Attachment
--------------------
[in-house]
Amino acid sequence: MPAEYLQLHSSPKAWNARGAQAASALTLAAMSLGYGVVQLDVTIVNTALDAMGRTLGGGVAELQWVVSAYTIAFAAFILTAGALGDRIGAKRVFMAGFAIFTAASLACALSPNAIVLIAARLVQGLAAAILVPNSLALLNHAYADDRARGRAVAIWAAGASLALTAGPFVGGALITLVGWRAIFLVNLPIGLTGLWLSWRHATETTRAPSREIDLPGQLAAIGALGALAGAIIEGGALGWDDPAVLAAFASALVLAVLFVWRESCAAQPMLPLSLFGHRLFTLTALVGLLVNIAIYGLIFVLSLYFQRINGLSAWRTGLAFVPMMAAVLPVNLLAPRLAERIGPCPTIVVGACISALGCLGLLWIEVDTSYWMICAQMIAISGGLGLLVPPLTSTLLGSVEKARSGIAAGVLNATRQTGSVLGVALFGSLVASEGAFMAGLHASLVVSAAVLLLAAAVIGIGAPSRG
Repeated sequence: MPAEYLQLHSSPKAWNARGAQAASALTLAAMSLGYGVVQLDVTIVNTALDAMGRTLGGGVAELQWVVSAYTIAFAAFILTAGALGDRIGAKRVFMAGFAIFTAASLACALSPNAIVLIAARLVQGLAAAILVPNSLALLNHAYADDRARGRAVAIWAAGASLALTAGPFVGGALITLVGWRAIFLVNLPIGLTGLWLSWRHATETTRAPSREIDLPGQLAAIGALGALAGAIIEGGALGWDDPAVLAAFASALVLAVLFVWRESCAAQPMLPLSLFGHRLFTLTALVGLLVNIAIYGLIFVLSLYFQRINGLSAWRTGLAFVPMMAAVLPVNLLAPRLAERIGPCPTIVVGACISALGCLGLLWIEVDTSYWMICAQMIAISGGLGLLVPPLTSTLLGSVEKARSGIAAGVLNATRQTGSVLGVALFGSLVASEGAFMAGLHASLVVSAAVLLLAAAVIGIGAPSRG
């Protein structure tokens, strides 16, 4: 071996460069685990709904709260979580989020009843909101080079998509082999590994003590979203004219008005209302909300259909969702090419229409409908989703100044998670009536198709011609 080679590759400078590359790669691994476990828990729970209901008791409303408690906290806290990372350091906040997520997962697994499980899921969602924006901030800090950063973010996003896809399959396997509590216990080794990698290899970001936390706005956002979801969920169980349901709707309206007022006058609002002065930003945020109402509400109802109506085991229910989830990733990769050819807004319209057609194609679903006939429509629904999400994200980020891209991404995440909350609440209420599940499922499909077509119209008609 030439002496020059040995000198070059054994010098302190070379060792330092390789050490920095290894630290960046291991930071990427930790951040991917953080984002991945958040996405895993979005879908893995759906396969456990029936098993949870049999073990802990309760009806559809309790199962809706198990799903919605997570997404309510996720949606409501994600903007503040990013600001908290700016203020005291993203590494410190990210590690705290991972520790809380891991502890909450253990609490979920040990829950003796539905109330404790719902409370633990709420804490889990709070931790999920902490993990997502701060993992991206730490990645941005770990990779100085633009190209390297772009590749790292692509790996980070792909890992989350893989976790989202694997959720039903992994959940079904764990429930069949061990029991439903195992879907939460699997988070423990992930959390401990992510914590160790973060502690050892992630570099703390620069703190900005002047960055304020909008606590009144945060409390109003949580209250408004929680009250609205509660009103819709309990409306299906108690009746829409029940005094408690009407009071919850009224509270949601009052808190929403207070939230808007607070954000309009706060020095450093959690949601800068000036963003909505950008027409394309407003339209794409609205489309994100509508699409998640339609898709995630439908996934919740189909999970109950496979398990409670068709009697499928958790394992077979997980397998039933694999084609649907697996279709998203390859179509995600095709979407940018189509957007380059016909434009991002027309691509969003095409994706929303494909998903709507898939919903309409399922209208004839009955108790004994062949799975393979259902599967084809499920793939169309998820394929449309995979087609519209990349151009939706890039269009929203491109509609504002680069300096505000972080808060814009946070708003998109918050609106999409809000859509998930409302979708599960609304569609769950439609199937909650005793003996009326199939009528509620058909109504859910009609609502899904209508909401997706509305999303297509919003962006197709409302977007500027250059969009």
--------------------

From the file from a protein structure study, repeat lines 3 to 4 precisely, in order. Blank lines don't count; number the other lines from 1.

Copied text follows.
Repeated sequence: MPAEYLQLHSSPKAWNARGAQAASALTLAAMSLGYGVVQLDVTIVNTALDAMGRTLGGGVAELQWVVSAYTIAFAAFILTAGALGDRIGAKRVFMAGFAIFTAASLACALSPNAIVLIAARLVQGLAAAILVPNSLALLNHAYADDRARGRAVAIWAAGASLALTAGPFVGGALITLVGWRAIFLVNLPIGLTGLWLSWRHATETTRAPSREIDLPGQLAAIGALGALAGAIIEGGALGWDDPAVLAAFASALVLAVLFVWRESCAAQPMLPLSLFGHRLFTLTALVGLLVNIAIYGLIFVLSLYFQRINGLSAWRTGLAFVPMMAAVLPVNLLAPRLAERIGPCPTIVVGACISALGCLGLLWIEVDTSYWMICAQMIAISGGLGLLVPPLTSTLLGSVEKARSGIAAGVLNATRQTGSVLGVALFGSLVASEGAFMAGLHASLVVSAAVLLLAAAVIGIGAPSRG
């Protein structure tokens, strides 16, 4: 071996460069685990709904709260979580989020009843909101080079998509082999590994003590979203004219008005209302909300259909969702090419229409409908989703100044998670009536198709011609 080679590759400078590359790669691994476990828990729970209901008791409303408690906290806290990372350091906040997520997962697994499980899921969602924006901030800090950063973010996003896809399959396997509590216990080794990698290899970001936390706005956002979801969920169980349901709707309206007022006058609002002065930003945020109402509400109802109506085991229910989830990733990769050819807004319209057609194609679903006939429509629904999400994200980020891209991404995440909350609440209420599940499922499909077509119209008609 030439002496020059040995000198070059054994010098302190070379060792330092390789050490920095290894630290960046291991930071990427930790951040991917953080984002991945958040996405895993979005879908893995759906396969456990029936098993949870049999073990802990309760009806559809309790199962809706198990799903919605997570997404309510996720949606409501994600903007503040990013600001908290700016203020005291993203590494410190990210590690705290991972520790809380891991502890909450253990609490979920040990829950003796539905109330404790719902409370633990709420804490889990709070931790999920902490993990997502701060993992991206730490990645941005770990990779100085633009190209390297772009590749790292692509790996980070792909890992989350893989976790989202694997959720039903992994959940079904764990429930069949061990029991439903195992879907939460699997988070423990992930959390401990992510914590160790973060502690050892992630570099703390620069703190900005002047960055304020909008606590009144945060409390109003949580209250408004929680009250609205509660009103819709309990409306299906108690009746829409029940005094408690009407009071919850009224509270949601009052808190929403207070939230808007607070954000309009706060020095450093959690949601800068000036963003909505950008027409394309407003339209794409609205489309994100509508699409998640339609898709995630439908996934919740189909999970109950496979398990409670068709009697499928958790394992077979997980397998039933694999084609649907697996279709998203390859179509995600095709979407940018189509957007380059016909434009991002027309691509969003095409994706929303494909998903709507898939919903309409399922209208004839009955108790004994062949799975393979259902599967084809499920793939169309998820394929449309995979087609519209990349151009939706890039269009929203491109509609504002680069300096505000972080808060814009946070708003998109918050609106999409809000859509998930409302979708599960609304569609769950439609199937909650005793003996009326199939009528509620058909109504859910009609609502899904209508909401997706509305999303297509919003962006197709409302977007500027250059969009």